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Transitions elicit five suggestions for churches

Over the next few months, our conference will celebrate at least seven ordinations and installations of new pastors. It’s normal for 10 percent of congregations to transition in a year but it’s unusual to have this many installations and ordinations in this condensed a time period.  With so many churches in transition, I am sharing five simple, but not exhaustive, suggestions.

mike denton

Mike Denton - Conference MInister offers Conference Comments

First, pastors do not come to churches fully formed.  To develop an excellent pastor, a church should give a pastor the opportunity and space to be a good pastor and leader, as well as to be a great and healthy person. To do that, a church should recognize the difference between feedback and criticism and give lots of feedback.

There is always more ministry to do. This is true for both the pastor and church as a whole, neither the church nor the pastor can to do all that could be done. As a community, it’s important to be strategic in making priorities clear or being unsatisfied with initiatives half done.  

Although it is primarily the pastor’s responsibility to make sure they take days off, work a reasonable number of hours and take vacations, sabbatical and sick leave, it is the church’s responsibility, too. Pastors covenant with churches to have this time not just as a benefit but also as part of their promise to be spiritually, physically and emotionally healthy. Every study on clergy health says this time is not just nice to have but is central to clergy and congregational health.

Second, a church and pastor can plan in advance for when the pastor, the church and both will succeed, because they will.  This is a strategic plan.  It’s easy to fall into the pattern of deciding to complete one thing and not have a plan of what to do next. On reaching a goal, momentum lingers, lapses or dissipates in trying to figure out what to do next with the momentum.  Having a five-year plan, a 10-year plan and even a 50-year plan helps a church flow from success to success instead of starting and stopping. It takes time, resources and energy, but is worth it and gives a plan for the energy that comes with success.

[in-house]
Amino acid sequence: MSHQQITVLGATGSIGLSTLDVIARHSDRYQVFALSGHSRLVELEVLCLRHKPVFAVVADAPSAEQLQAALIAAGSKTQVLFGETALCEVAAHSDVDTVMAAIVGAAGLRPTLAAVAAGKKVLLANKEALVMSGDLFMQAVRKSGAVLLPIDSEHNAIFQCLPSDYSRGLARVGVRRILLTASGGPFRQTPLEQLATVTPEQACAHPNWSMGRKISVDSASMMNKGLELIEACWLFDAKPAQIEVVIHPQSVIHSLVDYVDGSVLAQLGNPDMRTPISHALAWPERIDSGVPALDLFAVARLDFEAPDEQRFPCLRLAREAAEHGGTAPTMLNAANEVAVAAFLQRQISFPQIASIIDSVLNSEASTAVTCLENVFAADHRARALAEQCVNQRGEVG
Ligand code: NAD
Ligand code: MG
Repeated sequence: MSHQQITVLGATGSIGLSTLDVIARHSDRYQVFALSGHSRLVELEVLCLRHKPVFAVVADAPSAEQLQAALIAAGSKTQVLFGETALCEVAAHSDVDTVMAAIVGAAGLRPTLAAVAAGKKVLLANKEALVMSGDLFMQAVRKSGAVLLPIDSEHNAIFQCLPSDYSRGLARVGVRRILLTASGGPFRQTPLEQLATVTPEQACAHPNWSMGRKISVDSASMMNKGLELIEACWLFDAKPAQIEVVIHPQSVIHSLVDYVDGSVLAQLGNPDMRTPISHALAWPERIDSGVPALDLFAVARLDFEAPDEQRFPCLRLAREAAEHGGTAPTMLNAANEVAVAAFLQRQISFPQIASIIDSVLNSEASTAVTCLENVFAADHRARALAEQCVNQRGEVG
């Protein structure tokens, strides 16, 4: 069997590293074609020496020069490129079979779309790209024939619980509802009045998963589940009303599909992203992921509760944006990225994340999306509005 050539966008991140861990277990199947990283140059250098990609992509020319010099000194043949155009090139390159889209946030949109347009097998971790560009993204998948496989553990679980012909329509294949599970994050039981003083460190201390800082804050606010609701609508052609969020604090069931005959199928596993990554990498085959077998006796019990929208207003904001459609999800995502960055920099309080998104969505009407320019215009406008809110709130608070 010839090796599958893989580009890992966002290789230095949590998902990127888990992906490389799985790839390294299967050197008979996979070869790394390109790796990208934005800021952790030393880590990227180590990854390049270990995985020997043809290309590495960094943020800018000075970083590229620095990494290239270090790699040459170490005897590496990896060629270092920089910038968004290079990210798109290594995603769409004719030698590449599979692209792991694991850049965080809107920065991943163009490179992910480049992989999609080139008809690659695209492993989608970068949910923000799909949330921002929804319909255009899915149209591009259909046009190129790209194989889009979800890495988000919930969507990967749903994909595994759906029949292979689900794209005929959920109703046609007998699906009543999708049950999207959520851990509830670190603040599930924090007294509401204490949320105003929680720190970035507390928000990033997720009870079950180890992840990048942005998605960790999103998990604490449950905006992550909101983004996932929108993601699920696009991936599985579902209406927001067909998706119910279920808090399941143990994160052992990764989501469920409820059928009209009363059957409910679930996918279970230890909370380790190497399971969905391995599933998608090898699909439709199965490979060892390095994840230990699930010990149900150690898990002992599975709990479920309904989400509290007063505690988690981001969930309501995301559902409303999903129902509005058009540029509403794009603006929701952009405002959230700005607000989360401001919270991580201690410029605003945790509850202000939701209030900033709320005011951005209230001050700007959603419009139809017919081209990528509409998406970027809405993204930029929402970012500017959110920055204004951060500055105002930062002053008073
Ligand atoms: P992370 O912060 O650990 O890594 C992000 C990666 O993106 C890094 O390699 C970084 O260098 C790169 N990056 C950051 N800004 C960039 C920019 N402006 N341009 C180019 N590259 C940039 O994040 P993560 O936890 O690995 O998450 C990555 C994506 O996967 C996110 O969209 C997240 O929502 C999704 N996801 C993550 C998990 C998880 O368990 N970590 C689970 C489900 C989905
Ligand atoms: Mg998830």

conference comments

Third, they can plan in advance for when the pastor the church and both will fail, because that will happen, too. Frequently, our responses to success and failure are the opposite of what they need to be. After a success, we tend to pause.  After a failure, we tend to ignore it and keep moving. I suggest lingering there. Success and failure are both gifts that have things to teach.  

When failing, a church needs to take time to figure out what went wrong, practicing the difference between taking responsibility and blaming.

A Personnel Committee and a Pastor Parish Relations Committee need to be set up before there are problems. The Personnel Committee focuses on performance, priority and remuneration questions for all staff. The Pastor Parish Relations Committee focuses on congregational interpersonal, pastoral and ethical challenges, and on spiritually supporting and encouraging the pastor’s health. The functions of these committees should and can remain separate.

Fourth, a congregation should take responsibility for its spiritual life and pray together all the time.  The pastor is a person they invite to be in a relationship with, part of their community, and to work with them to the end. The church is not paying the pastor to provide them with spiritual health. A pastor may enhance members’ spiritual life but doesn’t mediate their relationship with God. Members are to keep up that relationship through daily prayer, Bible study and service.

Often when people leave a church, they say they are not being fed. Coming to church is not going to restaurant where you order what you want. It’s coming to a potluck, where everyone’s bringing what they have to share. If there is something lacking, that might be a call for a member to create something or ask for help.

Finally, members need to make loving each other, creating community, and serving God and God’s people their goals and measures of their health.  A crisis arises in a church arises when these things are threatened, not when an individual or group does not get their way.  

Sometimes, it’s more than that. If a member feels so much pain because what he/she truly believes should be the church’s path is not the church’s direction, I encourage that person prayerfully to consider whether this is a call to go somewhere else or to start something new. It’s not losing or giving up. It’s being faithful.  

Although commitment to a community is important, a line is sometimes crossed where commitment becomes a claim of owning God’s church or an individual’s discernment of God’s will for the church. When we think that what is God’s is ours, we make God and our church idols.  

Part of the good news is that God doesn’t put us in that spot. We are freed from owning God’s Church. It’s God’s Church.  We share the care of it together. We are free from the weight of individual discernment for God’s will for a congregation. As God’s people, our task is to listen, together.  

We have resources—like a building or finances—that we can use to serve God and God’s people. We don’t have to protect them.  We are to share them well.

I hope these ideas helpful are. Please send your ideas to include in future columns to



Copyright © September/October 2015 - Pacific Northwest UCC Conference News


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